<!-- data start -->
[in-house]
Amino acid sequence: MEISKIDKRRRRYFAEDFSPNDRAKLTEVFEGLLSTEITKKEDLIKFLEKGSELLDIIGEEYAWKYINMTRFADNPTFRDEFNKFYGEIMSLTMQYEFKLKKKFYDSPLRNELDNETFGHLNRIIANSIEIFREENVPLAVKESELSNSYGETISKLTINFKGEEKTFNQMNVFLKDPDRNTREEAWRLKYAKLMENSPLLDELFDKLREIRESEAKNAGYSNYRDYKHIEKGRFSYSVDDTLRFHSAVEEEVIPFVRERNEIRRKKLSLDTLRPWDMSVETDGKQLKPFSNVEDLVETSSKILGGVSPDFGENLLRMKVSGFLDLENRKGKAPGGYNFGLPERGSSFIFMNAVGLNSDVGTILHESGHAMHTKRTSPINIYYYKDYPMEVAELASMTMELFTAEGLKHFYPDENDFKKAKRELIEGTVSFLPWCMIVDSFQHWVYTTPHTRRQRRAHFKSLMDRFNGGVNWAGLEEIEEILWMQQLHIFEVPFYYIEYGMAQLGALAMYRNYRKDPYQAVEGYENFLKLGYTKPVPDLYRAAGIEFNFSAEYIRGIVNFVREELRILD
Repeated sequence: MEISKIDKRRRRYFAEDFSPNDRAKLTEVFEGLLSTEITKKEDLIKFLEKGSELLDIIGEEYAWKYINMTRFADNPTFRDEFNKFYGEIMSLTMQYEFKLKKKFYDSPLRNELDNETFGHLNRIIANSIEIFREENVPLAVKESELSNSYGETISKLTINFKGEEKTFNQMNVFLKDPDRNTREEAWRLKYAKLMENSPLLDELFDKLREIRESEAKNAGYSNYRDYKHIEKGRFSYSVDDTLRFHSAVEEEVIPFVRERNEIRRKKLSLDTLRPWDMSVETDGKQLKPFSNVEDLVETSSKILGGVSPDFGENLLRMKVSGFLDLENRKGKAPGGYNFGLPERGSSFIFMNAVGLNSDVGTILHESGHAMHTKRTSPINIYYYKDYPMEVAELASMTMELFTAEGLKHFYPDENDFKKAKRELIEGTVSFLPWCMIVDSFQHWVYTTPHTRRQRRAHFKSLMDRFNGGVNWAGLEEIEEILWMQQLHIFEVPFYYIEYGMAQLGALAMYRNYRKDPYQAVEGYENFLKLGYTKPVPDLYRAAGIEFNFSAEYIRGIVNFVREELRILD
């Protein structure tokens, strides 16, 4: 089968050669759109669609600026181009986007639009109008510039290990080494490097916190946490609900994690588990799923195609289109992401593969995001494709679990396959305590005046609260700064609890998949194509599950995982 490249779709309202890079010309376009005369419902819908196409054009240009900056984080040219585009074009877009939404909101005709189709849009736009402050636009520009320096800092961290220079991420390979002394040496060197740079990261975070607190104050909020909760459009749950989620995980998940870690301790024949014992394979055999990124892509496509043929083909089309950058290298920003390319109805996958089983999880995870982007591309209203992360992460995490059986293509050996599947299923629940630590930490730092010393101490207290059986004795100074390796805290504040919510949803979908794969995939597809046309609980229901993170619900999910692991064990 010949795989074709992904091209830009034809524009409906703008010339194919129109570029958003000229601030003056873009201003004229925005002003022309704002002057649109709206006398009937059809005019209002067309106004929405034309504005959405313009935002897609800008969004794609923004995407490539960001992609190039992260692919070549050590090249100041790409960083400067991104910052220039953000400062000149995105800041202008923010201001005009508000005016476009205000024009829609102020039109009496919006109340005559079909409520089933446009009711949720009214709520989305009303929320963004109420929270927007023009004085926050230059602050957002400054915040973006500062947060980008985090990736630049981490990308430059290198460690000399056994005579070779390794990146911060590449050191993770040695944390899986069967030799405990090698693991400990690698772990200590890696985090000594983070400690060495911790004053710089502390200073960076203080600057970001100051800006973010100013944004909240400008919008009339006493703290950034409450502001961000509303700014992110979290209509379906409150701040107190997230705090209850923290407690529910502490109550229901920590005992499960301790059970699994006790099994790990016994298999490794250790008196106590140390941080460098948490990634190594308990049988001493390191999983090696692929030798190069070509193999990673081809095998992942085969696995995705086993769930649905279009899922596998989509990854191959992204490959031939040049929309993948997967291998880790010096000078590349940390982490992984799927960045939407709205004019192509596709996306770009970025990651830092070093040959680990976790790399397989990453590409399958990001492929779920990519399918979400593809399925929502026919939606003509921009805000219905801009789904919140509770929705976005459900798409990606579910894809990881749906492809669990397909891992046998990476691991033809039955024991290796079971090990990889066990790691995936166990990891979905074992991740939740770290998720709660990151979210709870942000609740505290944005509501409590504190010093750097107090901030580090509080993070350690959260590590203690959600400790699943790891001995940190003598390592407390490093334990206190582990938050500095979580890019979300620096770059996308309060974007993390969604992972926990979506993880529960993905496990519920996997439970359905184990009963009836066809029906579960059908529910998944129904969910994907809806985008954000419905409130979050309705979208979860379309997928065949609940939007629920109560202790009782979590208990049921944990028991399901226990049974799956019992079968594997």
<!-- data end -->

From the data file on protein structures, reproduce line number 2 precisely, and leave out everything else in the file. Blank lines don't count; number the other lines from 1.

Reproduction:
Amino acid sequence: MEISKIDKRRRRYFAEDFSPNDRAKLTEVFEGLLSTEITKKEDLIKFLEKGSELLDIIGEEYAWKYINMTRFADNPTFRDEFNKFYGEIMSLTMQYEFKLKKKFYDSPLRNELDNETFGHLNRIIANSIEIFREENVPLAVKESELSNSYGETISKLTINFKGEEKTFNQMNVFLKDPDRNTREEAWRLKYAKLMENSPLLDELFDKLREIRESEAKNAGYSNYRDYKHIEKGRFSYSVDDTLRFHSAVEEEVIPFVRERNEIRRKKLSLDTLRPWDMSVETDGKQLKPFSNVEDLVETSSKILGGVSPDFGENLLRMKVSGFLDLENRKGKAPGGYNFGLPERGSSFIFMNAVGLNSDVGTILHESGHAMHTKRTSPINIYYYKDYPMEVAELASMTMELFTAEGLKHFYPDENDFKKAKRELIEGTVSFLPWCMIVDSFQHWVYTTPHTRRQRRAHFKSLMDRFNGGVNWAGLEEIEEILWMQQLHIFEVPFYYIEYGMAQLGALAMYRNYRKDPYQAVEGYENFLKLGYTKPVPDLYRAAGIEFNFSAEYIRGIVNFVREELRILD